When it comes to female runners, carrying less weight may make them faster, but, it turns out, at a price.
The Ohio State University Wexner Medical Centre study found that female runners who have a body mass index (BMI) of less than 19 are at a higher risk of developing stress fractures than women with a BMI of 19 or higher.
It also found that lighter women who suffered stress fractures took longer to recover from them than other runners.
"We found that over time, we were able to identify the factors that put female runners at an increased risk of developing a stress fracture," said researcher Timothy Miller. "One of the most important factors we identified was low body weight, or low body mass index."
Miller said runners endure repetitive pounding on hard surfaces and, without enough lean muscle mass for dissipation of impact forces, the bones of the legs are vulnerable.
"When body mass index is very low and muscle mass is depleted, there is nowhere for the shock of running to be absorbed other than directly into the bones. Until some muscle mass is developed and BMI is optimized, runners remain at increased risk of developing a stress fracture," Miller noted.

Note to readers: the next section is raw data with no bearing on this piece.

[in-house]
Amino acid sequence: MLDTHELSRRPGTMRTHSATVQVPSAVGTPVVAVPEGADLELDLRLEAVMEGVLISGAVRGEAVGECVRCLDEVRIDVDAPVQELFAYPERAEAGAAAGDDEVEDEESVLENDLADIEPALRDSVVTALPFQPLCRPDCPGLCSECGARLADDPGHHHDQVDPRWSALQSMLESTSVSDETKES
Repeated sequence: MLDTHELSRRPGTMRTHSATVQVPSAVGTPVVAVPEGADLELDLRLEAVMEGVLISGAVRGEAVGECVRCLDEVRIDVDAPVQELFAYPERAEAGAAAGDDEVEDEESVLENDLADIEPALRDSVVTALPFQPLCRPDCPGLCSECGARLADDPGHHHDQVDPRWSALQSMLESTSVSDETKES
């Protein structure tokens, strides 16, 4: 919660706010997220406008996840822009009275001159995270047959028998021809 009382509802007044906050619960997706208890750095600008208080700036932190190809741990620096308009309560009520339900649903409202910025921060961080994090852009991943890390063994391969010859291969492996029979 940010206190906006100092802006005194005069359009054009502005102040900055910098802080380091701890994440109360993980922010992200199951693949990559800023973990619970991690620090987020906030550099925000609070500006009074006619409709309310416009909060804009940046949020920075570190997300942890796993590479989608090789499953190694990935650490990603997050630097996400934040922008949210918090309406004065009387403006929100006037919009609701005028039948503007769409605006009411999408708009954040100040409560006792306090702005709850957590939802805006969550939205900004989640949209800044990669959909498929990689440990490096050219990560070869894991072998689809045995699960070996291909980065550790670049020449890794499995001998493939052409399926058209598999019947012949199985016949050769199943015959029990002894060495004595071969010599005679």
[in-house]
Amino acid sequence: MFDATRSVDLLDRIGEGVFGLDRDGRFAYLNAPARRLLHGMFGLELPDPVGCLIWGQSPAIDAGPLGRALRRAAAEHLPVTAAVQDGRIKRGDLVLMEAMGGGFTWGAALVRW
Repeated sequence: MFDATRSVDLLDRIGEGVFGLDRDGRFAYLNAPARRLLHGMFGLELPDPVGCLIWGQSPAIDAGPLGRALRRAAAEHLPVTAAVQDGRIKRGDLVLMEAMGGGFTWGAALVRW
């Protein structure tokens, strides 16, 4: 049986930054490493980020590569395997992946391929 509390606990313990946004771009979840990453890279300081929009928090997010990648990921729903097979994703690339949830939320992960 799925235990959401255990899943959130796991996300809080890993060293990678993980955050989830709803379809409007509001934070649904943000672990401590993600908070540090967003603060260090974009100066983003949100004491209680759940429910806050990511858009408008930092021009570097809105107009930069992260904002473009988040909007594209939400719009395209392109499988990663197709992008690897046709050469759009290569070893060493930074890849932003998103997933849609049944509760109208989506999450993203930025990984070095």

For three years, Miller and his team looked at injuries in dozens of Division I college athletes using the Kaeding-Miller classification system, which he developed with another sports medicine expert at Ohio State. This system is unique in that it characterizes injuries on a scale of 1 to 5, taking into consideration not only the patient's symptoms, but also x-ray results, bone scan and computed tomography (CT) images, and magnetic resonance imaging (MRI) findings.
Among those with grade 5 stress fractures - the most severe - the research team found that women whose BMI was 19 or higher took about 13 weeks to recover. Those with a low BMI (below 19), took more than 17 weeks to recover and return to running - a full month longer.
Studies show that between 25 and 50 percent of track athletes have at least one stress fracture in their career, with an increased incidence in female track athletes.
"It's imperative that women know their BMI and work to maintain a healthy level. They should also include resistance training in their training regimen to strengthen the lower leg to prevent injury, even if that means adding weight from additional muscle mass," Miller said.
According to the Centres for Disease Control and Prevention, the body mass index for an average woman is 26. Miller suggested female athletes maintain a body mass index of 20-24.
The research is published in Current Orthopaedic Practice.